back to article Now that's taking the p... Sewage plant 'hacked' to craft crypto-coins

Infosec bods say they have uncovered what's thought to be the first case of a major industrial control system network infected with cryptocurrency-mining malware. SCADA security outfit Radiflow claimed today it found the software nasty lurking in computer systems at a water treatment facility. Several operational servers used …

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Facepalm

Let me just say

Why the FUCK are these important (SOooo Important we can't risk a bad patch taking them down) machines hooked up to the Internet with nary a proxy nor decent Firewall to shield them?

"We can't risk a bad patch taking them down; we can't even reboot it because it's Important, and can have no downtime. But if the scrotes on the 'Net wanna fuck with it... Nothing I can do."

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Re: Let me just say

Lazy and cheap from what I see. Costs money and too much time to do things properly. That and many SCADA sytems could be considered legacy types that were built back when the "net" was a fun place and not a threat. The owners haven't wanted to cut profits by upgrading and redesigning their control systems to meet the threats.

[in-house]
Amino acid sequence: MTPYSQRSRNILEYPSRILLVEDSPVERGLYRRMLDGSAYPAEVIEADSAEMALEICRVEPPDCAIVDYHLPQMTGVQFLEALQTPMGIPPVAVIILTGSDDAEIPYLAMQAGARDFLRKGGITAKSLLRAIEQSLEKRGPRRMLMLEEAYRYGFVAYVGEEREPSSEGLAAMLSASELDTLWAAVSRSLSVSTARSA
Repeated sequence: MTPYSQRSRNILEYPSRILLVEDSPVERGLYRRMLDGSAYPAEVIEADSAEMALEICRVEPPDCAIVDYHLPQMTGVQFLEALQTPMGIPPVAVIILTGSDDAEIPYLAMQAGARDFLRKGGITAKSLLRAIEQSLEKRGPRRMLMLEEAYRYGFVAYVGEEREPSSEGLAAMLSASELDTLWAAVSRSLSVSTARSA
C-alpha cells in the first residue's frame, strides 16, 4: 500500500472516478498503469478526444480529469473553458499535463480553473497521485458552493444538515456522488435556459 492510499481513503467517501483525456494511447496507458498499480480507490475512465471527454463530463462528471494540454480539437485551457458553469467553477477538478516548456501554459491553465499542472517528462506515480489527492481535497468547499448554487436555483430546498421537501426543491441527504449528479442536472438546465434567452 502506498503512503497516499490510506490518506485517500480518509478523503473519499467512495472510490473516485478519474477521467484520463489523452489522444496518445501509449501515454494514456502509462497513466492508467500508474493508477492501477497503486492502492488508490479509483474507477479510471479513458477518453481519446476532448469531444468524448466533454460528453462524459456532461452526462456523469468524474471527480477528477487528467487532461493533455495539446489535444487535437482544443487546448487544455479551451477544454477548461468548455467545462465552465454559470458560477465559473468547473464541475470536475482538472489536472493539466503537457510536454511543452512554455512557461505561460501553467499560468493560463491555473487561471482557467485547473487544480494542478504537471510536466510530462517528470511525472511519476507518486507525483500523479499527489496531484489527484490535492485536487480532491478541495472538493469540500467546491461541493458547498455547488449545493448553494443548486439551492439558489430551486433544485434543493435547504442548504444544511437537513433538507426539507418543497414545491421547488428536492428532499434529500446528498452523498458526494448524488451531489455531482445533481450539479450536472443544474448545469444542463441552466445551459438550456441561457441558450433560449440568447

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Anonymous Coward

Re: Let me just say

The owners haven't wanted to cut profits by upgrading and redesigning their control systems to meet the threats.

In a lot of cases there is no need to upgrade unless you are doing a complete rebuild of the facility.

The best security for such places and other industrial facilities is a pair of side cutters applied to any network cabled that go to anything connected to the outside world.

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Easy explanation

The supervisor wants to be able to keep tabs on what is going on, so he said "set it up so I can access it from my PC or phone" and it gets done by someone in the city's IT department. Even if he is aware it is risky, he's outranked by the guy in charge of the sewage plan (he's king shit after all) and doesn't have the authority to tell him no. If this sort of thing happens in the corporate world all the time (maybe less often the last few years but still does) why would anyone be surprised it happens in a municipality where they are years behind in security - and years behind in actual attacks so they have so far had less cause to worry about security.

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Re: Let me just say

> a pair of side cutters applied to ... anything connected to the outside world.

The users, then.

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This post has been deleted by its author

TRT
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Re: Hmmmmm... Yuck

Shitcoin.

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TRT
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Re: Hmmmmm... Yuck

Efflereum.

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TRT
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Re: Hmmmmm... Yuck